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Functions in std—Andrzej Krzemieński

The Standard reserves the right to change the signatures and overloads of the existing Standard Library functions in what is considered a backward compatible way:

Functions in std

by Andrzej Krzemieński

From the article:

Names of functions from the Standard Library used as pointers/references to functions can cause breakage in your code...

Functions of Variants are Covariant—Alfredo Correa

It's varying!

Functions of Variants are Covariant

by Alfredo Correa

From the article:

Sum types have a range of values that is the sum of the ranges of its parts. std::variant is the model representation of sum types in C++.

For example std::variant can hold an integer value (int state) or a double value (double state). The use of variant types provides support for polymorphism while maintaining value semantics.

There are only a few intrinsic functions that can be applied directly to an std::variant instance in C++; basically, only functions that probe or extract their current type state and value. Simple C++ functions over its component states cannot be applied directly to the variant since the type information needs to be probed before calling the corresponding function over the correct type.

Specific C++ functions can be applied through visitors. However, standard visitors are static and non-covariant, stopping polymorphism from propagating through function application.

A basic explanation of variants and their visitors can be found here.

Quick Q: use of constexpr in header file

Quick A: const in a header implicitely means static.

Recently on SO:

use of constexpr in header file

constexpr implies const and const on global/namespace scope implies static (internal linkage), which means that every translation unit including this header gets its own copy of PI. The memory for that static is only going to be allocated if an address or reference to it is taken, and the address is going to be different in each translation unit.

That implied static for const variables was introduced specifically to use const instead of #define in header files in C++ to define constants. Without static there would be multiple symbol definitions linker error if that header file is included in more than one translation unit which were linked together.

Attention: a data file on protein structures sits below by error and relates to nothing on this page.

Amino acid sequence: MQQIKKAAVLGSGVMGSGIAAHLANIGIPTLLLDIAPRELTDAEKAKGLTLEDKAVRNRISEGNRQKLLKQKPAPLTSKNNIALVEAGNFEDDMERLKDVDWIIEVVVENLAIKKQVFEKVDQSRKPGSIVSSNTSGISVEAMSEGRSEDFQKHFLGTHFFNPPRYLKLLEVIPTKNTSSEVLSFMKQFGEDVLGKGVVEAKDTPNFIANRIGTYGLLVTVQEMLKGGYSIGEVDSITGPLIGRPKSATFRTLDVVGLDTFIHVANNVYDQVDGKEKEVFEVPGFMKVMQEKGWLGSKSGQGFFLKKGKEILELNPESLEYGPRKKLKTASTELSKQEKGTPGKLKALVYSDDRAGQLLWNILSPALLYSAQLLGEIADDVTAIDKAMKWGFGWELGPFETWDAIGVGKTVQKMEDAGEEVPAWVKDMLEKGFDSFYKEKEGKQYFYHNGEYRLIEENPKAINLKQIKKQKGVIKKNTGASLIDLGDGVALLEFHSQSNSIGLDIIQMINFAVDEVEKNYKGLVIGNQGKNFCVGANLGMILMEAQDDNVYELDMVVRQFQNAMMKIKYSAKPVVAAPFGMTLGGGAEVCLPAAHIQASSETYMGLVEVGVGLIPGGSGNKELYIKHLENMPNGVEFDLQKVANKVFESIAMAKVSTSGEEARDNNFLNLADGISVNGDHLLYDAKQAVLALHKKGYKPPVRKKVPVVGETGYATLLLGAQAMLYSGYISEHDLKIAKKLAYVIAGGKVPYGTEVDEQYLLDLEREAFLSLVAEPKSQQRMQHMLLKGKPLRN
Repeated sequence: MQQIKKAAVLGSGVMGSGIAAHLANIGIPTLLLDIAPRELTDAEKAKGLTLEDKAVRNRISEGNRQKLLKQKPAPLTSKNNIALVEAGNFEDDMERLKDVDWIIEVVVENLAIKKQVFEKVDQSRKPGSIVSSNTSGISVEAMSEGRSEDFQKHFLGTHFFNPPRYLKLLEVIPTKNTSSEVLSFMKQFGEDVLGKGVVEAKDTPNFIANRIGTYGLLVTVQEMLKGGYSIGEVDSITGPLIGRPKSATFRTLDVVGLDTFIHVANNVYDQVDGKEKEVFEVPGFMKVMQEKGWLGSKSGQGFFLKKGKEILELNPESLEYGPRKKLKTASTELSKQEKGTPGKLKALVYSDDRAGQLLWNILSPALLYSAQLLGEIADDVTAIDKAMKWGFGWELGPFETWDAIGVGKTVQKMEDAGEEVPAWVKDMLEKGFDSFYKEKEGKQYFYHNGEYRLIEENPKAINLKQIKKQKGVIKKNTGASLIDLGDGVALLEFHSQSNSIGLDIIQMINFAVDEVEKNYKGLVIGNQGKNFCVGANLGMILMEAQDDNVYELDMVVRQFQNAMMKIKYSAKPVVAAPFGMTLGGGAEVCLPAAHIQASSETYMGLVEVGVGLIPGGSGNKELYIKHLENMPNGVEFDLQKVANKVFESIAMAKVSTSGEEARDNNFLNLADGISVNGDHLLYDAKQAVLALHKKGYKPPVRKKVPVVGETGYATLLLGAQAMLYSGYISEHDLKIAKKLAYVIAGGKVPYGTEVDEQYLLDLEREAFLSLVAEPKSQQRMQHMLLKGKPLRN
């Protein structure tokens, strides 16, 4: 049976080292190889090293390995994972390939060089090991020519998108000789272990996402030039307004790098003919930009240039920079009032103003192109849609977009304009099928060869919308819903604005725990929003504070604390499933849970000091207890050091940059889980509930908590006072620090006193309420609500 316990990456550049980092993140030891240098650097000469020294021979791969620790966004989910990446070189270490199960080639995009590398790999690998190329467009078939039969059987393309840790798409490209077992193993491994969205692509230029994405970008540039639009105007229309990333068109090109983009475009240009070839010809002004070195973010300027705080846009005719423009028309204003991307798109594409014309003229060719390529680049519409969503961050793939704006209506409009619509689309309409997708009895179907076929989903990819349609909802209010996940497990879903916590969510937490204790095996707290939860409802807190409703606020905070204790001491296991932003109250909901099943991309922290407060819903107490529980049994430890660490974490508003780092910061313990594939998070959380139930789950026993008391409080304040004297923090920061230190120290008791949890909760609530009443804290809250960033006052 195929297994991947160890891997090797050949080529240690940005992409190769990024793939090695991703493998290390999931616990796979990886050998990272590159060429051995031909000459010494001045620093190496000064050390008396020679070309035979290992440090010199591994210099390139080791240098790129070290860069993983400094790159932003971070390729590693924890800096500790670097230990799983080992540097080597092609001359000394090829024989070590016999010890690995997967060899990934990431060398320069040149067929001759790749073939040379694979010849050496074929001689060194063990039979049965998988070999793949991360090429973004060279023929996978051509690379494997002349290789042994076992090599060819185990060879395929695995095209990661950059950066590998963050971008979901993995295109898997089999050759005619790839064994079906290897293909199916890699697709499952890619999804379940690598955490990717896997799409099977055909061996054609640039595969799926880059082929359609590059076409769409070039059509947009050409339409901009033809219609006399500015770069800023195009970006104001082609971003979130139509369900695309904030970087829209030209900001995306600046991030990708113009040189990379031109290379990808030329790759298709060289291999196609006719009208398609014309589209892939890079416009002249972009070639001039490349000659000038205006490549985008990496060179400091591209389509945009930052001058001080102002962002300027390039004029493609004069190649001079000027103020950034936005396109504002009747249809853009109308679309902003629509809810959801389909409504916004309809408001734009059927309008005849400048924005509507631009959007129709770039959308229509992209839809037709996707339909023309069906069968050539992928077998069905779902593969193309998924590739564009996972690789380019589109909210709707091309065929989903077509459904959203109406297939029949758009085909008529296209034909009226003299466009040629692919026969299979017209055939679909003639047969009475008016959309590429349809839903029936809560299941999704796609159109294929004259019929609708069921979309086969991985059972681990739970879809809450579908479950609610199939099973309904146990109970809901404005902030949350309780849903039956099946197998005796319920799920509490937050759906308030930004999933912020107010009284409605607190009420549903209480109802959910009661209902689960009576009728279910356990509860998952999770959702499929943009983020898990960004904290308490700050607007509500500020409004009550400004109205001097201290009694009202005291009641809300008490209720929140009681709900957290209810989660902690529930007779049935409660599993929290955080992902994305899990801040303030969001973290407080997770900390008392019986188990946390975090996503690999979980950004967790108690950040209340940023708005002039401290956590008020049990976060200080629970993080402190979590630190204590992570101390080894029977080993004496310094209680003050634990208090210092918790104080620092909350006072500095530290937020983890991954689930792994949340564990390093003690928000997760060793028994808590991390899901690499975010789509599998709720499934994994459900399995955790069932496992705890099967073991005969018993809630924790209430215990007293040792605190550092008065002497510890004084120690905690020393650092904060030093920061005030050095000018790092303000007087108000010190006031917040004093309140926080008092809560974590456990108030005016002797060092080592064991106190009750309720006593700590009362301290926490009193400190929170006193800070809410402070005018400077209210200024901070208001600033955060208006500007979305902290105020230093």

In C++17 you can also make it inline, so that there is only ever a single copy of PI if an address or reference to it is taken (i.e. not static). inline variables were introduced in C++17 to allow for header-only libraries with non-const variable definitions in the header files.

In other words, you should use constexpr for your constants in header files, if possible, otherwise const. And if you require the address of that constant to be the same everywhere mark it as inline.

Declarative Functional APIs – A.K.A. Abusing Lambda Parameters—Philippe Groarke

Take some time to clear your thoughts before reading!

Declarative Functional APIs – A.K.A. Abusing Lambda Parameters

by Philippe Groarke

From the article:

Functional APIs are a joy to work with. Not only do they help eliminate certain bug categories, but they tend to be very flexible and reusable. Today I present a technique that has emerged while I was simplifying some lambda based APIs. C++17 makes template meta-programming much more palatable, I dare not imagine what this would look like in C++11...

Should Span Be Regular?—Barry Revzin

Do you have an opinion?

Should Span Be Regular?

by Barry Revzin

From the article:

In my last post, I talked about the concept of Westie types (yes, I am trying to make this happen), what Regular means, and which of them are Regular. I went through an explanation for why means for span is not Regular and potentially why it should be. After lots of resulting conversations with several people (thanks Zach Laine, Nicole Mazzuca, Eric Niebler, John Shaw, Tim Song), I thought it was necessary to write a follow up with more details and more argument...

Rvalues redefined—Andrzej Krzemieński

Evolution of semantics.

Rvalues redefined

by Andrzej Krzemieński

From the article:

In this post we will explore what I consider the most significant language change in C++17. I call it the most significant because it changes the way you design your resource-managing types and how you think about initialization. It is often called “guaranteed copy elision”, but I will not use that name (except for this single time) because it does not reflect what this feature is. C++ has completely changed the meaning of rvalue (actually, prvalue)...